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Spiritual matters


Faith doesn't mean no more questions



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February 02, 2011 - My journey of faith has had its ups and downs over the years.

Following Jesus I have been on mountaintops when God seemed so close that I could almost reach out and touch him and everything seemed clear. However at other times along the journey I have walked through deep and difficult valleys where God seemed very far away and I have struggled with doubt and despair.

For each of us the journey of faith includes days in which we feel close to God. At such times God's will for us seems clear and our faith is strong and sure. Yet at other times we struggle with doubts and questions. During these times God can seem far away, almost as if the connection has been lost. We might even wonder if God is listening to us anymore.

Of course I believe that God never leaves us (see Psalm 23), and I trust that God is with us in all the seasons of life. Yet as people of faith how do we deal with doubts? Or, to put it another way, "Do I have enough faith if I still have doubts sometimes?"

Doubting and questioning among God's people is nothing new. The Bible is filled with stories, not only of great faith, but also of those genuinely seeking and struggling to believe.

Of course the most well known example of doubting is Jesus' disciple Thomas, whose very name has become synonymous with doubt. I've always thought this unfair, as in many other situations Thomas showed great faith and courage as he tried to follow Jesus (see John 11:16 & 14:5).

Like us, Thomas was a "mixed bag" of faith and doubt. And Thomas, like us, is just the kind of person Jesus meets where they are, loves and sends forth to share his Good News of love and grace with others.

Sometimes people of faith view doubt as simply bad or weak or sinful. Sometimes we may even try to suppress or deny it.

Pastor and theologian Helmut Thielicke suggests a different approach calling doubt "an envelope with a message inside it." To find the message we need first to open the envelope and explore it. In the end Thielicke says: "A Christian is not someone who doesn't doubt, but someone who doubts his doubts more than he doubts his faith." I think this means that faith is trusting God even in the midst of not having all the answers.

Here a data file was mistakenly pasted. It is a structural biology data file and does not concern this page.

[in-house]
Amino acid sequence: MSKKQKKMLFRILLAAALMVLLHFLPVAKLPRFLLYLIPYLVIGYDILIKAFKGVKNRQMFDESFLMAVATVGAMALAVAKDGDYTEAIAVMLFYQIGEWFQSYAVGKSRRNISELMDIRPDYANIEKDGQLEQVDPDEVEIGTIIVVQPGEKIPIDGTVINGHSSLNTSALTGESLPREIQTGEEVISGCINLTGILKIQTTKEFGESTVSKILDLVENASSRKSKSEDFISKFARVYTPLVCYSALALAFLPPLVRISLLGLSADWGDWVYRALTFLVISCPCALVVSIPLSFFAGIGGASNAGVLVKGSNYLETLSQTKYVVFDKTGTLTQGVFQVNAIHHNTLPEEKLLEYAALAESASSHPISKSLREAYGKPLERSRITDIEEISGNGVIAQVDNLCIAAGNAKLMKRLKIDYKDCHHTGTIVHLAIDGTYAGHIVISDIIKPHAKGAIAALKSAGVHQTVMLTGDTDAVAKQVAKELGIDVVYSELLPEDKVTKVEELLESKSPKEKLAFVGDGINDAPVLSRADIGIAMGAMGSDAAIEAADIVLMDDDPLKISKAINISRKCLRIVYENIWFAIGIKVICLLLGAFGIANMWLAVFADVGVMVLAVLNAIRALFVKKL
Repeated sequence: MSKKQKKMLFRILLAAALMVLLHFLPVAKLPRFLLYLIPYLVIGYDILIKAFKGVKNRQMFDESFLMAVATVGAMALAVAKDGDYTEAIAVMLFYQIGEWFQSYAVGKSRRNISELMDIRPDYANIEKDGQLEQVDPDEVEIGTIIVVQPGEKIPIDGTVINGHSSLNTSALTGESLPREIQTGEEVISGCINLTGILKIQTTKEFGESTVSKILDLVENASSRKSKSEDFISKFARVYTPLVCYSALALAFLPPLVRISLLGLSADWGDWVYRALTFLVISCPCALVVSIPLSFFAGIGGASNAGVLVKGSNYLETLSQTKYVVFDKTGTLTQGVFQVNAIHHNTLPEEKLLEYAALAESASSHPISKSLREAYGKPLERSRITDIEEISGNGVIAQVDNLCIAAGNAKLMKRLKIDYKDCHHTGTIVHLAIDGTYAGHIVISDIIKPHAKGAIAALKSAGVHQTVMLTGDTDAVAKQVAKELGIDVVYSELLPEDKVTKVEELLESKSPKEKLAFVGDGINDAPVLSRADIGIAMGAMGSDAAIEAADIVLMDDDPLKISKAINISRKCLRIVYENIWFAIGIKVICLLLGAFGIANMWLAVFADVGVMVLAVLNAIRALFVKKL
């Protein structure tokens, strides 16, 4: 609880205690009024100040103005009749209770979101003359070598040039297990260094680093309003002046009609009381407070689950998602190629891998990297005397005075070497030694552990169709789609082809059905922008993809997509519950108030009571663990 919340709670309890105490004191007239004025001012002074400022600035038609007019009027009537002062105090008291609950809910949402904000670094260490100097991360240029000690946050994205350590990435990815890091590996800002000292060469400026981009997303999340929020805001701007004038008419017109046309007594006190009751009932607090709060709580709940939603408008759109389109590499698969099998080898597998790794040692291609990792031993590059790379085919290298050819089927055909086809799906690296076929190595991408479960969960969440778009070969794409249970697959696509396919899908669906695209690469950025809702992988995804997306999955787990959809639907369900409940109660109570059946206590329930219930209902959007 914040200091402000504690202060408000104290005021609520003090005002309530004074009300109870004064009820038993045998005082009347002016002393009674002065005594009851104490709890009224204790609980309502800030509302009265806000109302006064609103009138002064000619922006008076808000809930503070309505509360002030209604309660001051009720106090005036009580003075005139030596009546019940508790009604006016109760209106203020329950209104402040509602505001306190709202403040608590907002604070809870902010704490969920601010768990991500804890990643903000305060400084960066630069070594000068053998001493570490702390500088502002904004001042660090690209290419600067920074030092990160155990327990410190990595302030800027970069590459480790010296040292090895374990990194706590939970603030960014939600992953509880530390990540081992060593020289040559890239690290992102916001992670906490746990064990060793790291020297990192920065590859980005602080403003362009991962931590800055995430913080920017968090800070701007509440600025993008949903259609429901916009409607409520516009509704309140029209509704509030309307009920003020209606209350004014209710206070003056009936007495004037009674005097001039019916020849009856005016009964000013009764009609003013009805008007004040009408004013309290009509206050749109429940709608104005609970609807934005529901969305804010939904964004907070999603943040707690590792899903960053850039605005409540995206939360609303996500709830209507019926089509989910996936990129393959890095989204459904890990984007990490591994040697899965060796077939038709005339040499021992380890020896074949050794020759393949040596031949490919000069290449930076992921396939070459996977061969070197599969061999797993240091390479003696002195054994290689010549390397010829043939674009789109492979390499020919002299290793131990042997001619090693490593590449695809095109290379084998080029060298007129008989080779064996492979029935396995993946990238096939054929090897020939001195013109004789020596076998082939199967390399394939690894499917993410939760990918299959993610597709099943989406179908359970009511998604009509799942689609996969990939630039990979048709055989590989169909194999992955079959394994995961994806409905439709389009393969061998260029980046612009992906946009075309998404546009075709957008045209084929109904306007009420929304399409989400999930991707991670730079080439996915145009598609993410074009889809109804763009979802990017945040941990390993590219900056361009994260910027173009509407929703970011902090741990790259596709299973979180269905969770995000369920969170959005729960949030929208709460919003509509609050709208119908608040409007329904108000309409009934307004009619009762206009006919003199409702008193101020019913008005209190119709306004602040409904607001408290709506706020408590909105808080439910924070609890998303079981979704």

As part of the Nazi resistance in WWII he was speaking in the kind of very difficult life situation that causes one to ask questions and to wonder "where is God?" and "what are God's people to do?" But he chose to trust God anyway.

I have found in my own experience that when I open the "envelope" and wrestle with my questions and doubts, my faith is not diminished, but instead it grows. Certainly doubt left unaddressed can lead to despair and unbelief. However in the context of prayer, a community of faith, and God's Word we can grow and mature in faith even as we wrestle with our doubts. In fact what often emerges from these efforts is a deep, authentic, gutsy faith that can stand up to the tough circumstances of life, trusting God in the midst of them, even if we don't have all the answers.

Frederick Buechner in his book Wishful Thinking put it so well when he said, "Doubts are the ants in the pants of faith. They keep it awake and moving."

I still don't have all the answers to all my questions and doubts. I still have my list of questions I want to ask Jesus when I get to heaven. But in the midst of all of that, I also have a growing faith and a deepening relationship with Jesus. And above all I know that God loves me!

The Rev. Jonathan Heierman is pastor of Calvary Evangelical Lutheran Church.

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